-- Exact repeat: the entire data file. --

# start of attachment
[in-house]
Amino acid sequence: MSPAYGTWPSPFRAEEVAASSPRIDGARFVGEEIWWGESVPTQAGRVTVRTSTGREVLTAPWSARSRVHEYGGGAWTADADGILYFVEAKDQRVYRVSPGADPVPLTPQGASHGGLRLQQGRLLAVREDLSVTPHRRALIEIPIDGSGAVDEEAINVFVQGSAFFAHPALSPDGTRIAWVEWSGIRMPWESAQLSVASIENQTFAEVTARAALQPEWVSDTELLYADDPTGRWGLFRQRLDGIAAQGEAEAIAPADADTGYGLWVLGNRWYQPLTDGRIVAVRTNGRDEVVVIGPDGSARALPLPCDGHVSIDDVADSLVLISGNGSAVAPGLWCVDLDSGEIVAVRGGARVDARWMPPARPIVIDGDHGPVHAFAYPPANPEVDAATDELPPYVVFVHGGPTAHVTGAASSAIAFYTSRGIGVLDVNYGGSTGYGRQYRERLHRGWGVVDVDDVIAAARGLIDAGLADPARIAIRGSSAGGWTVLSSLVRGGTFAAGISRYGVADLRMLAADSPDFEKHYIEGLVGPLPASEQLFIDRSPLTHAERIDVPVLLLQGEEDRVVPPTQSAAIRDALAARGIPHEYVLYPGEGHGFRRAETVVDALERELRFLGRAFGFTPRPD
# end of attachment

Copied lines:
[in-house]
Amino acid sequence: MSPAYGTWPSPFRAEEVAASSPRIDGARFVGEEIWWGESVPTQAGRVTVRTSTGREVLTAPWSARSRVHEYGGGAWTADADGILYFVEAKDQRVYRVSPGADPVPLTPQGASHGGLRLQQGRLLAVREDLSVTPHRRALIEIPIDGSGAVDEEAINVFVQGSAFFAHPALSPDGTRIAWVEWSGIRMPWESAQLSVASIENQTFAEVTARAALQPEWVSDTELLYADDPTGRWGLFRQRLDGIAAQGEAEAIAPADADTGYGLWVLGNRWYQPLTDGRIVAVRTNGRDEVVVIGPDGSARALPLPCDGHVSIDDVADSLVLISGNGSAVAPGLWCVDLDSGEIVAVRGGARVDARWMPPARPIVIDGDHGPVHAFAYPPANPEVDAATDELPPYVVFVHGGPTAHVTGAASSAIAFYTSRGIGVLDVNYGGSTGYGRQYRERLHRGWGVVDVDDVIAAARGLIDAGLADPARIAIRGSSAGGWTVLSSLVRGGTFAAGISRYGVADLRMLAADSPDFEKHYIEGLVGPLPASEQLFIDRSPLTHAERIDVPVLLLQGEEDRVVPPTQSAAIRDALAARGIPHEYVLYPGEGHGFRRAETVVDALERELRFLGRAFGFTPRPD